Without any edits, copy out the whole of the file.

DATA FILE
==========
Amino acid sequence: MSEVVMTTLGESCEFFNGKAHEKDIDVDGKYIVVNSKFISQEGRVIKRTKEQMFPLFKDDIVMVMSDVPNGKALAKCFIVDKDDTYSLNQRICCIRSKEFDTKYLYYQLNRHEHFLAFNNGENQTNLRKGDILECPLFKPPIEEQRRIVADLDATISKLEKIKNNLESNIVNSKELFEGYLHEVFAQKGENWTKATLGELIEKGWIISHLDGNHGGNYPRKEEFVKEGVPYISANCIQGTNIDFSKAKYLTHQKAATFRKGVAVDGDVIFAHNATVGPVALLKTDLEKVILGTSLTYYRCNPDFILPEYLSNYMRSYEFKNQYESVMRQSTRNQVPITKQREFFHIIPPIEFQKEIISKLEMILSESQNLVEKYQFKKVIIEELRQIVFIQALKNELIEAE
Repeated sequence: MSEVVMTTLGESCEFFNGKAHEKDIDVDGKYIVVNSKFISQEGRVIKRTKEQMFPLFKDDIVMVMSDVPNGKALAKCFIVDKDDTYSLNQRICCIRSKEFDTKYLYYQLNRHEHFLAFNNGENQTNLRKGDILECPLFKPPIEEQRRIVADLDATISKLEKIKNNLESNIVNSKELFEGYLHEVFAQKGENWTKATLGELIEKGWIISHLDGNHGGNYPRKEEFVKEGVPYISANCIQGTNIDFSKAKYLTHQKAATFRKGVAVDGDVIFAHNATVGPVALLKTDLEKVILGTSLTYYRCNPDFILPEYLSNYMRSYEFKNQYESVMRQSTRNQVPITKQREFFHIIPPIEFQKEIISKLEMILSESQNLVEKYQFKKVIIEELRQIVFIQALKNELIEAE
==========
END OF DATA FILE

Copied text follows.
Amino acid sequence: MSEVVMTTLGESCEFFNGKAHEKDIDVDGKYIVVNSKFISQEGRVIKRTKEQMFPLFKDDIVMVMSDVPNGKALAKCFIVDKDDTYSLNQRICCIRSKEFDTKYLYYQLNRHEHFLAFNNGENQTNLRKGDILECPLFKPPIEEQRRIVADLDATISKLEKIKNNLESNIVNSKELFEGYLHEVFAQKGENWTKATLGELIEKGWIISHLDGNHGGNYPRKEEFVKEGVPYISANCIQGTNIDFSKAKYLTHQKAATFRKGVAVDGDVIFAHNATVGPVALLKTDLEKVILGTSLTYYRCNPDFILPEYLSNYMRSYEFKNQYESVMRQSTRNQVPITKQREFFHIIPPIEFQKEIISKLEMILSESQNLVEKYQFKKVIIEELRQIVFIQALKNELIEAE
Repeated sequence: MSEVVMTTLGESCEFFNGKAHEKDIDVDGKYIVVNSKFISQEGRVIKRTKEQMFPLFKDDIVMVMSDVPNGKALAKCFIVDKDDTYSLNQRICCIRSKEFDTKYLYYQLNRHEHFLAFNNGENQTNLRKGDILECPLFKPPIEEQRRIVADLDATISKLEKIKNNLESNIVNSKELFEGYLHEVFAQKGENWTKATLGELIEKGWIISHLDGNHGGNYPRKEEFVKEGVPYISANCIQGTNIDFSKAKYLTHQKAATFRKGVAVDGDVIFAHNATVGPVALLKTDLEKVILGTSLTYYRCNPDFILPEYLSNYMRSYEFKNQYESVMRQSTRNQVPITKQREFFHIIPPIEFQKEIISKLEMILSESQNLVEKYQFKKVIIEELRQIVFIQALKNELIEAE